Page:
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Healthcare Growth in South Africa

south african health care

Interventions made by the Department of Health to improve the quality of life for South Africans are yielding results, the overall life expectancy of South Africans has improved significantly between 2009 and 2011.

The tide is turning in the fight against HIV and AIDS. By March 2012, more than 20,2 million people had undergone testing since the HIV Counselling and Testing campaign started in April 2010.
In the fight against HIV and AIDS, the departments of science and technology, trade and industry, health, and economic development announced a joint initiative, known as Ketlaphela (meaning “I will be fine” in Setswana) with Swiss-based pharmaceutical company, Lonza. South Africa will build a R1,6 billion pharmaceutical plant to produce ingredients for antiretroviral medication. Ketlaphela, once it starts operating in 2016, is expected to significantly improve the secure supply of priority drugs, as well as to stabilise prices.

During 2012/13, the health sector succeeded in negotiating reductions in the price of medicines.

The amounts saved were as follows:
R69 million on TB drugs
R169 million on antibiotics
R70 million on oncology medication
R69 million on injectables
R3 million on drops and inhalers
R105 million on tablets.

South Africa has discovered a candidate drug to treat malaria. It has the potential to become part of a single-dose cure for all strains of malaria and may be able to block transmission of the parasite. The drug will be developed further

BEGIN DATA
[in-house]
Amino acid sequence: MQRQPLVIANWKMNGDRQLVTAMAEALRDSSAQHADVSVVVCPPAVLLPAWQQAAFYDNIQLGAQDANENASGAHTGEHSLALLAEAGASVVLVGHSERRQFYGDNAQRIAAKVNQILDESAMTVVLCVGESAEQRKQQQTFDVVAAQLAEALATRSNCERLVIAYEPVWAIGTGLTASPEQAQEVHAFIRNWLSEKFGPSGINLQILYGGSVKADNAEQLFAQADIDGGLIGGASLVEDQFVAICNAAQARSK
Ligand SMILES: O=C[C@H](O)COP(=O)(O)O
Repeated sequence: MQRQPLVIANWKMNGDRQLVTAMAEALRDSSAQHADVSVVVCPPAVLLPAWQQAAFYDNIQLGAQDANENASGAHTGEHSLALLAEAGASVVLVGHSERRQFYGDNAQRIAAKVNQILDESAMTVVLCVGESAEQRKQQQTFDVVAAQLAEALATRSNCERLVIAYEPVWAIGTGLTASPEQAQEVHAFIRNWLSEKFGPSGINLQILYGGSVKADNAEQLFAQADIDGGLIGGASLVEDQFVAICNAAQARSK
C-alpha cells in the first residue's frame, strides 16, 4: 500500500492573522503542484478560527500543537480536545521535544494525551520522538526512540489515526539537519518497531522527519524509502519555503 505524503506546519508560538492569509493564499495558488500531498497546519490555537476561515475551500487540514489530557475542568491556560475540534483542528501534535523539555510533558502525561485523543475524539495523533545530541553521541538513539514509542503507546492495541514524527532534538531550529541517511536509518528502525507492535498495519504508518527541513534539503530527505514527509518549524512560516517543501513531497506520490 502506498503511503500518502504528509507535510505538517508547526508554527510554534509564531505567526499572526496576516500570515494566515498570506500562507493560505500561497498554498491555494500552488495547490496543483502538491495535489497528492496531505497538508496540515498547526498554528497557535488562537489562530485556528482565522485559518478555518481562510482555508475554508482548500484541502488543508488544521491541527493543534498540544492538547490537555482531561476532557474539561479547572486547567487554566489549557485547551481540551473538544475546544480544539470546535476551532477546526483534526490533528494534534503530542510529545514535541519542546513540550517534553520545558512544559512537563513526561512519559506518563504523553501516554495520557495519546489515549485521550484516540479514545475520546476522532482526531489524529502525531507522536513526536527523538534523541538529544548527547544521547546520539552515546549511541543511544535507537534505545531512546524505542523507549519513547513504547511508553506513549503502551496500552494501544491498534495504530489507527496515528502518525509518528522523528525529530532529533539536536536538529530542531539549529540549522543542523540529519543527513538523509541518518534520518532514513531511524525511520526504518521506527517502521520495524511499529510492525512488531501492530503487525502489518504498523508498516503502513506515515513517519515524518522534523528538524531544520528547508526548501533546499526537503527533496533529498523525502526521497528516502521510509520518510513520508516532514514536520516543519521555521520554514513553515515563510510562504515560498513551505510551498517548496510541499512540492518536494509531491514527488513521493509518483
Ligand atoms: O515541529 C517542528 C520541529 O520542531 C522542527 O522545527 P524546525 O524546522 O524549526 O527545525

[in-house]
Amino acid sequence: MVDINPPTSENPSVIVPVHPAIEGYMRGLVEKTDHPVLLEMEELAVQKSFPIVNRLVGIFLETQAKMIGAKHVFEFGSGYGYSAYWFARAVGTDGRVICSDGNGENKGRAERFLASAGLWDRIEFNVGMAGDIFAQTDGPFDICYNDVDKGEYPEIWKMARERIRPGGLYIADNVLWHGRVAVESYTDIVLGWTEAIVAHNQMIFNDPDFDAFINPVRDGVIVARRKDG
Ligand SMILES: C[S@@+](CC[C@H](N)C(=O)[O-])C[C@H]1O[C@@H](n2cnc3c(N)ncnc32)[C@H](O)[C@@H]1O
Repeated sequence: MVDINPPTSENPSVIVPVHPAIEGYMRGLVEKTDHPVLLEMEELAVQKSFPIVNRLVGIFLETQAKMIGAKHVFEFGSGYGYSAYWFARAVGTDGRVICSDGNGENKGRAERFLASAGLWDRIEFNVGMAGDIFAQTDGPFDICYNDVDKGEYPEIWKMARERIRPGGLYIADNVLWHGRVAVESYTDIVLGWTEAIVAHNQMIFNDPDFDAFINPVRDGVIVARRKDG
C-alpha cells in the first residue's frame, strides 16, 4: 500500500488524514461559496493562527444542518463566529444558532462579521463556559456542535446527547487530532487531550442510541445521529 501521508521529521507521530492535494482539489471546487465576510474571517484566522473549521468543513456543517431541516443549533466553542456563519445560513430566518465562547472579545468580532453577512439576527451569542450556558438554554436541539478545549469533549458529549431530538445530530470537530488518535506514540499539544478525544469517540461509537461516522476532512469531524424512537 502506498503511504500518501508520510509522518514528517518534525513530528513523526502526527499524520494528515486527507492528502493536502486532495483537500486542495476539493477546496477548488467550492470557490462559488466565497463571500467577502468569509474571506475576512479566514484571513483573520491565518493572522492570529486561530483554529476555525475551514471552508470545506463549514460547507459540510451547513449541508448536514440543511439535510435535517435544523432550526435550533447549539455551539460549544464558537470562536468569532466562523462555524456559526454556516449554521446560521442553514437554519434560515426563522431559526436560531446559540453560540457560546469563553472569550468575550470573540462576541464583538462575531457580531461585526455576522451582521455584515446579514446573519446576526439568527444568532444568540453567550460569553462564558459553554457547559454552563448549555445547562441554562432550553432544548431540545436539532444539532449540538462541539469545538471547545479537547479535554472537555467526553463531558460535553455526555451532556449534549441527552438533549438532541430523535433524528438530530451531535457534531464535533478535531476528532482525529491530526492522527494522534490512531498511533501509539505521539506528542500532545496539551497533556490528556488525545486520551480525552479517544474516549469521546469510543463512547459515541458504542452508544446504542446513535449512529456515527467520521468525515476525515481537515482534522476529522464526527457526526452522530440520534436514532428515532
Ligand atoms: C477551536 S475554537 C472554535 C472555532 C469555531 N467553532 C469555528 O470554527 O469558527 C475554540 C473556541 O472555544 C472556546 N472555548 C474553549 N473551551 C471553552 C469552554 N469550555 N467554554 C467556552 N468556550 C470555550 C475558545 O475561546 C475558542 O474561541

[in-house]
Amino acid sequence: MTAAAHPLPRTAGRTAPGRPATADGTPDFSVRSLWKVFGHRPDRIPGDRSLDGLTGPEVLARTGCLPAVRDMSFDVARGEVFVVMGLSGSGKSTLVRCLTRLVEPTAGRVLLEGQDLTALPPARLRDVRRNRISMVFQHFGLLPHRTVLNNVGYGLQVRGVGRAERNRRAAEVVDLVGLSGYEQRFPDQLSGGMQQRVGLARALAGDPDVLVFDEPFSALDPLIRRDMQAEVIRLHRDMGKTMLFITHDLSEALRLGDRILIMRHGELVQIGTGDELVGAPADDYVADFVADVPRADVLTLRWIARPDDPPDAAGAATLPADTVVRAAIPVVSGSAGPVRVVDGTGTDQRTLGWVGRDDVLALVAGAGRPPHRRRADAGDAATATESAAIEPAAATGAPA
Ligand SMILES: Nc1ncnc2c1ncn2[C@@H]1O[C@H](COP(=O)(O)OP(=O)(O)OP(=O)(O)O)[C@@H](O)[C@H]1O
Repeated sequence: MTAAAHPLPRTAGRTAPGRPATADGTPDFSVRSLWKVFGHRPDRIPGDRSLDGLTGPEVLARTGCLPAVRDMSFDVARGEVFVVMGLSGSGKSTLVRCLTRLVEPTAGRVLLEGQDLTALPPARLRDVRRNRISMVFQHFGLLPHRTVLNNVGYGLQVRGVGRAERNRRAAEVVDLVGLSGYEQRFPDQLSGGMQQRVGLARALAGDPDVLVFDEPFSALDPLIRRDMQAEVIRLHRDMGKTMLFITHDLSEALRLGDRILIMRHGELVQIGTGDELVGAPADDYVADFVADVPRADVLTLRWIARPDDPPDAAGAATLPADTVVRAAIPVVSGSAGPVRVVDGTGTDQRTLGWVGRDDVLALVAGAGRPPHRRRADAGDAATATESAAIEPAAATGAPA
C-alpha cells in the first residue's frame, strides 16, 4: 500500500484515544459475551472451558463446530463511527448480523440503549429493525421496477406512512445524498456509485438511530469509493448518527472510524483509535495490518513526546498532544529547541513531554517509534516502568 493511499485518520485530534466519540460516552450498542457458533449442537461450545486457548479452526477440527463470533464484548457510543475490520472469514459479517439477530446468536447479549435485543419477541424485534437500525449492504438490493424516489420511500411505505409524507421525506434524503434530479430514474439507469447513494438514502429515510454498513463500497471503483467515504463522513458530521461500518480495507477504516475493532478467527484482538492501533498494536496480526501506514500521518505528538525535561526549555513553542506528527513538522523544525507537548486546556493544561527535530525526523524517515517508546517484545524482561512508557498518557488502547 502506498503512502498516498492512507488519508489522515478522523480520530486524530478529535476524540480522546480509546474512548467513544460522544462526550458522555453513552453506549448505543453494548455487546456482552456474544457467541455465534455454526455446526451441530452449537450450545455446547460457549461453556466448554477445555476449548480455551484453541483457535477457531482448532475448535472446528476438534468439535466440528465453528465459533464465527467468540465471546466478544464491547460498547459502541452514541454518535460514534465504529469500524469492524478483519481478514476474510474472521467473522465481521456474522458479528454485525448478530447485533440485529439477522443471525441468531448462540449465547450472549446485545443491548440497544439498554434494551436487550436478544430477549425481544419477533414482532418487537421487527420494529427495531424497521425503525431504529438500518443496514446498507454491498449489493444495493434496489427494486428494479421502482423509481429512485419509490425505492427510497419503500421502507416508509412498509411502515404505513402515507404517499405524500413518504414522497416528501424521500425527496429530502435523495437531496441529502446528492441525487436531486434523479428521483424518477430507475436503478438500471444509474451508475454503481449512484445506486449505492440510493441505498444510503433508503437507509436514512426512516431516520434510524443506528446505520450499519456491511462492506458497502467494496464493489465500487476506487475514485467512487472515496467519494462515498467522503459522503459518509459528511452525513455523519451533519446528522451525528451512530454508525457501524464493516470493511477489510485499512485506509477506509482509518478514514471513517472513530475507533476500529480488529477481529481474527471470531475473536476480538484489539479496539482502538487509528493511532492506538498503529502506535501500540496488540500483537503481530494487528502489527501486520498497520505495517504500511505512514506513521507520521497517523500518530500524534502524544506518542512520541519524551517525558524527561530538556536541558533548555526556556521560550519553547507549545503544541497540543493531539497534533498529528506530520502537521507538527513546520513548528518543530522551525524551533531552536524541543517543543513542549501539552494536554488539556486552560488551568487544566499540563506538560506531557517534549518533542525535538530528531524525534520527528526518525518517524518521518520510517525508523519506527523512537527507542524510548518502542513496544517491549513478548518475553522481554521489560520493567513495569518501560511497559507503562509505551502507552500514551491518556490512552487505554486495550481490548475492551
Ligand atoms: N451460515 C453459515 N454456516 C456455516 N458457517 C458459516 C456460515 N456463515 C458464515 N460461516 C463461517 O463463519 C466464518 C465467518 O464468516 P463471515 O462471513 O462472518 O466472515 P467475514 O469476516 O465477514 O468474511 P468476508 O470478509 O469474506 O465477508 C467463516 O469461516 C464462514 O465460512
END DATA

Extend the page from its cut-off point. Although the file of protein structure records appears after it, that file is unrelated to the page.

Programmes and initiatives supporting health

Government will improve healthcare by:
appointing appropriate and qualified heads of department, chief financial officers, hospital chief executive officers, district health officers and clinic managers reviving 105 nursing colleges countrywide, to train more nurses opening a medical faculty at the Limpopo Academic Hospital to train more doctors renovating and upgrading hospitals and clinics providing reproductive health rights and services that include contraception, sexually transmitted infections, teenage pregnancies and sanitary towels for the poor continuing to implement programmes that promote various prevention measures, including medical male circumcision, prevention of mother-to-child transmission and the promotion of HIV testing.

The National Nursing Summit were used to critically reflect and discuss key issues affecting nurses and the nursing profession, within the context of South Africa’s disease burden, as well as the national and international health sector.
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